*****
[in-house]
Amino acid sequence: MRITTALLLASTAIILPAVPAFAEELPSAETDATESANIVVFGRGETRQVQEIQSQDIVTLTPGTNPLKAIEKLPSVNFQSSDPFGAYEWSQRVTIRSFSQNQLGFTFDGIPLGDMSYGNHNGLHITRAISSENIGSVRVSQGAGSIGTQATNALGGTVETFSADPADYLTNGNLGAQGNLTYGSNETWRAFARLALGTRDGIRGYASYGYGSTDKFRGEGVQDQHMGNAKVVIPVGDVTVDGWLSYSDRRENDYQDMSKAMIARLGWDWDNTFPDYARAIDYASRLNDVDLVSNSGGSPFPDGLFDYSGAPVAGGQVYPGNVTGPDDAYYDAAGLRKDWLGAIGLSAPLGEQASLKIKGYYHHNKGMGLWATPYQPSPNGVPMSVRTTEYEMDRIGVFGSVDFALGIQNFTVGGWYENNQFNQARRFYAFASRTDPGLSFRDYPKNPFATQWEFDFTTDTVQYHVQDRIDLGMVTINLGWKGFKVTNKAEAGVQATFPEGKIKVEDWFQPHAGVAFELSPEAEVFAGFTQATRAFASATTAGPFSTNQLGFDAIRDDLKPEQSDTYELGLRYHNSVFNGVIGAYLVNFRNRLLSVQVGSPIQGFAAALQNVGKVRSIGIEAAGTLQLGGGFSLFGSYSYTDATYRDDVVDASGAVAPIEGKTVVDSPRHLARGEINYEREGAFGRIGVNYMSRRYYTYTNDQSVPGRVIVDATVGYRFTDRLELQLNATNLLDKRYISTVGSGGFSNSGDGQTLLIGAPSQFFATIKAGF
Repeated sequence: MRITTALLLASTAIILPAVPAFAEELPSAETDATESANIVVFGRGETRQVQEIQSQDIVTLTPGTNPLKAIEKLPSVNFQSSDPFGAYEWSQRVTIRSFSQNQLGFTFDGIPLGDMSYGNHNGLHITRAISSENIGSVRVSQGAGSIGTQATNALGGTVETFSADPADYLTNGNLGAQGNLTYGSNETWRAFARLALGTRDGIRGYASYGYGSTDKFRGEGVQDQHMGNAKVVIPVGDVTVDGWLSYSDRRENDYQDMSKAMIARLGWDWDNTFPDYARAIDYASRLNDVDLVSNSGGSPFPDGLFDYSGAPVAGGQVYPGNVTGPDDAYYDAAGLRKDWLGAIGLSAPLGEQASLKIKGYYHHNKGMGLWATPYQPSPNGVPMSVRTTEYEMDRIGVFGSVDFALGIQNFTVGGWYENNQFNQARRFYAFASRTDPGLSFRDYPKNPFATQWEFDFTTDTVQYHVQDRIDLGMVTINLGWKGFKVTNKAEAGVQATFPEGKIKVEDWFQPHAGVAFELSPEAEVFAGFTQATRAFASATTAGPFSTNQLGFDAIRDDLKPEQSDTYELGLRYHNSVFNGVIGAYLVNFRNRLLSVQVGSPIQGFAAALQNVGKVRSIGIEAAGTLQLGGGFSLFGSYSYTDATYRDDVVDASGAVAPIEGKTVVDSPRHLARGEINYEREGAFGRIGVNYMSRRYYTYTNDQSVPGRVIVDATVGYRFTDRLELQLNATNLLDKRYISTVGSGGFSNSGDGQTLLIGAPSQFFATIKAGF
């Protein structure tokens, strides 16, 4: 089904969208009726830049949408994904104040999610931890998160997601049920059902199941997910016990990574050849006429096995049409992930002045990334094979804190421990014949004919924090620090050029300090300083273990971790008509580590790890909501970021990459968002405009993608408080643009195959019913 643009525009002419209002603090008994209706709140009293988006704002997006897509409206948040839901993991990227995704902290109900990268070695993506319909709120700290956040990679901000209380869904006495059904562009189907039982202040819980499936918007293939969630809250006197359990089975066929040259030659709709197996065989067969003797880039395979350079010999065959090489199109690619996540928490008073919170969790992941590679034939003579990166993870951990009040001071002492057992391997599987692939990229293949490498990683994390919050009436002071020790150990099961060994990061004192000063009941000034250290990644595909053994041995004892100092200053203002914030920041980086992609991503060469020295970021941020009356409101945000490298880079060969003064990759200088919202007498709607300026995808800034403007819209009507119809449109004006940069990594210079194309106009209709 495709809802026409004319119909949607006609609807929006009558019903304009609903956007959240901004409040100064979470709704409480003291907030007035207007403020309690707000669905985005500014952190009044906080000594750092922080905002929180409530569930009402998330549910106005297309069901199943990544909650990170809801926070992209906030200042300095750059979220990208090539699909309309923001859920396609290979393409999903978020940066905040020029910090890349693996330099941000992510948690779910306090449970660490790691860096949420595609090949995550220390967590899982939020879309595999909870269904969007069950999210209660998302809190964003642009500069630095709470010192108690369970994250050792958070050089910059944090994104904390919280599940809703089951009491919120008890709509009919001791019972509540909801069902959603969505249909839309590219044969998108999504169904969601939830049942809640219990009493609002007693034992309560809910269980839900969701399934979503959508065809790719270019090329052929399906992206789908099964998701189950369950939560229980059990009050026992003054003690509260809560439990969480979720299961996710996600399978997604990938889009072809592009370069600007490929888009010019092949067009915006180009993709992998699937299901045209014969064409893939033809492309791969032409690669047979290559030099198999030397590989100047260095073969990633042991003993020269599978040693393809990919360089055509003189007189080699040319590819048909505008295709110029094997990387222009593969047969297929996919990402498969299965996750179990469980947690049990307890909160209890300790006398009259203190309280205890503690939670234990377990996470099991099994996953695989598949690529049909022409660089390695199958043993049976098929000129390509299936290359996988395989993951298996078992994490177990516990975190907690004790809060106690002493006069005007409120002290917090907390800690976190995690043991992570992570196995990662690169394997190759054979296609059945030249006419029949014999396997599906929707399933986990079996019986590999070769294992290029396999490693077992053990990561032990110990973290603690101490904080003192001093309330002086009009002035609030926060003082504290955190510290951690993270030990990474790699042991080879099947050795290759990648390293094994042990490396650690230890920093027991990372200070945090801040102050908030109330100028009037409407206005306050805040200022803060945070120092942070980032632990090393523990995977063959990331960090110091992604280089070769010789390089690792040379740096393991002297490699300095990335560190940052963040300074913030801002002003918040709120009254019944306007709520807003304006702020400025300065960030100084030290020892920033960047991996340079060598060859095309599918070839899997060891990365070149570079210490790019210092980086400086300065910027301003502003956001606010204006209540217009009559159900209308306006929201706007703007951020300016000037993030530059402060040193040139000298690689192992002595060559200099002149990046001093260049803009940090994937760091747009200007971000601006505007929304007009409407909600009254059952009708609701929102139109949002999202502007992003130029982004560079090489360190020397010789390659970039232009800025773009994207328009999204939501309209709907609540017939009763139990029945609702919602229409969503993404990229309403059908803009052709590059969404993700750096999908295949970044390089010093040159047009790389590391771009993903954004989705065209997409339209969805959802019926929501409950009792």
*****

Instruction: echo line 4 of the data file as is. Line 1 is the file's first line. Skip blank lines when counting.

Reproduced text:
């Protein structure tokens, strides 16, 4: 089904969208009726830049949408994904104040999610931890998160997601049920059902199941997910016990990574050849006429096995049409992930002045990334094979804190421990014949004919924090620090050029300090300083273990971790008509580590790890909501970021990459968002405009993608408080643009195959019913 643009525009002419209002603090008994209706709140009293988006704002997006897509409206948040839901993991990227995704902290109900990268070695993506319909709120700290956040990679901000209380869904006495059904562009189907039982202040819980499936918007293939969630809250006197359990089975066929040259030659709709197996065989067969003797880039395979350079010999065959090489199109690619996540928490008073919170969790992941590679034939003579990166993870951990009040001071002492057992391997599987692939990229293949490498990683994390919050009436002071020790150990099961060994990061004192000063009941000034250290990644595909053994041995004892100092200053203002914030920041980086992609991503060469020295970021941020009356409101945000490298880079060969003064990759200088919202007498709607300026995808800034403007819209009507119809449109004006940069990594210079194309106009209709 495709809802026409004319119909949607006609609807929006009558019903304009609903956007959240901004409040100064979470709704409480003291907030007035207007403020309690707000669905985005500014952190009044906080000594750092922080905002929180409530569930009402998330549910106005297309069901199943990544909650990170809801926070992209906030200042300095750059979220990208090539699909309309923001859920396609290979393409999903978020940066905040020029910090890349693996330099941000992510948690779910306090449970660490790691860096949420595609090949995550220390967590899982939020879309595999909870269904969007069950999210209660998302809190964003642009500069630095709470010192108690369970994250050792958070050089910059944090994104904390919280599940809703089951009491919120008890709509009919001791019972509540909801069902959603969505249909839309590219044969998108999504169904969601939830049942809640219990009493609002007693034992309560809910269980839900969701399934979503959508065809790719270019090329052929399906992206789908099964998701189950369950939560229980059990009050026992003054003690509260809560439990969480979720299961996710996600399978997604990938889009072809592009370069600007490929888009010019092949067009915006180009993709992998699937299901045209014969064409893939033809492309791969032409690669047979290559030099198999030397590989100047260095073969990633042991003993020269599978040693393809990919360089055509003189007189080699040319590819048909505008295709110029094997990387222009593969047969297929996919990402498969299965996750179990469980947690049990307890909160209890300790006398009259203190309280205890503690939670234990377990996470099991099994996953695989598949690529049909022409660089390695199958043993049976098929000129390509299936290359996988395989993951298996078992994490177990516990975190907690004790809060106690002493006069005007409120002290917090907390800690976190995690043991992570992570196995990662690169394997190759054979296609059945030249006419029949014999396997599906929707399933986990079996019986590999070769294992290029396999490693077992053990990561032990110990973290603690101490904080003192001093309330002086009009002035609030926060003082504290955190510290951690993270030990990474790699042991080879099947050795290759990648390293094994042990490396650690230890920093027991990372200070945090801040102050908030109330100028009037409407206005306050805040200022803060945070120092942070980032632990090393523990995977063959990331960090110091992604280089070769010789390089690792040379740096393991002297490699300095990335560190940052963040300074913030801002002003918040709120009254019944306007709520807003304006702020400025300065960030100084030290020892920033960047991996340079060598060859095309599918070839899997060891990365070149570079210490790019210092980086400086300065910027301003502003956001606010204006209540217009009559159900209308306006929201706007703007951020300016000037993030530059402060040193040139000298690689192992002595060559200099002149990046001093260049803009940090994937760091747009200007971000601006505007929304007009409407909600009254059952009708609701929102139109949002999202502007992003130029982004560079090489360190020397010789390659970039232009800025773009994207328009999204939501309209709907609540017939009763139990029945609702919602229409969503993404990229309403059908803009052709590059969404993700750096999908295949970044390089010093040159047009790389590391771009993903954004989705065209997409339209969805959802019926929501409950009792």